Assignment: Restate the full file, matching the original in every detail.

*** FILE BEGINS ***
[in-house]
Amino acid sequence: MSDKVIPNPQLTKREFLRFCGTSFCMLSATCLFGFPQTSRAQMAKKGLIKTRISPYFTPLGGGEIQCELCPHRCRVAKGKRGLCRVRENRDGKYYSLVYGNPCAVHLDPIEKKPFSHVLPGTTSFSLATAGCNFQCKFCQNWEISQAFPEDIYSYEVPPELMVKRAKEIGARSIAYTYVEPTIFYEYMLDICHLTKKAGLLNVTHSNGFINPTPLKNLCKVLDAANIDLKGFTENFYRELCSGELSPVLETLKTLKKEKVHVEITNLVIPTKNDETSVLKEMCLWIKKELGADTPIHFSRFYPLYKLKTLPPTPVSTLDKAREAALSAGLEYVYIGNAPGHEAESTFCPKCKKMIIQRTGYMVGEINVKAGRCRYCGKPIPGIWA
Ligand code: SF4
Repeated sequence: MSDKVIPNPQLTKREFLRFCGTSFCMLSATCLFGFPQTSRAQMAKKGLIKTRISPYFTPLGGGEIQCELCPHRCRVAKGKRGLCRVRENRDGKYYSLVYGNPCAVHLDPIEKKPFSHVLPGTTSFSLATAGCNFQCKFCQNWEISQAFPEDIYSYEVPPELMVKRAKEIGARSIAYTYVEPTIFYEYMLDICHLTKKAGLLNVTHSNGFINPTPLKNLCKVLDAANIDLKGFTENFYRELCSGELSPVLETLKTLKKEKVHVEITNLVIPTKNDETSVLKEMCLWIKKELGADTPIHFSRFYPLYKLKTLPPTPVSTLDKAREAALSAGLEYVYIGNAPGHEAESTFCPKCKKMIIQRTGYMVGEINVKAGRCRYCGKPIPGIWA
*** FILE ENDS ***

[in-house]
Amino acid sequence: MSDKVIPNPQLTKREFLRFCGTSFCMLSATCLFGFPQTSRAQMAKKGLIKTRISPYFTPLGGGEIQCELCPHRCRVAKGKRGLCRVRENRDGKYYSLVYGNPCAVHLDPIEKKPFSHVLPGTTSFSLATAGCNFQCKFCQNWEISQAFPEDIYSYEVPPELMVKRAKEIGARSIAYTYVEPTIFYEYMLDICHLTKKAGLLNVTHSNGFINPTPLKNLCKVLDAANIDLKGFTENFYRELCSGELSPVLETLKTLKKEKVHVEITNLVIPTKNDETSVLKEMCLWIKKELGADTPIHFSRFYPLYKLKTLPPTPVSTLDKAREAALSAGLEYVYIGNAPGHEAESTFCPKCKKMIIQRTGYMVGEINVKAGRCRYCGKPIPGIWA
Ligand code: SF4
Repeated sequence: MSDKVIPNPQLTKREFLRFCGTSFCMLSATCLFGFPQTSRAQMAKKGLIKTRISPYFTPLGGGEIQCELCPHRCRVAKGKRGLCRVRENRDGKYYSLVYGNPCAVHLDPIEKKPFSHVLPGTTSFSLATAGCNFQCKFCQNWEISQAFPEDIYSYEVPPELMVKRAKEIGARSIAYTYVEPTIFYEYMLDICHLTKKAGLLNVTHSNGFINPTPLKNLCKVLDAANIDLKGFTENFYRELCSGELSPVLETLKTLKKEKVHVEITNLVIPTKNDETSVLKEMCLWIKKELGADTPIHFSRFYPLYKLKTLPPTPVSTLDKAREAALSAGLEYVYIGNAPGHEAESTFCPKCKKMIIQRTGYMVGEINVKAGRCRYCGKPIPGIWA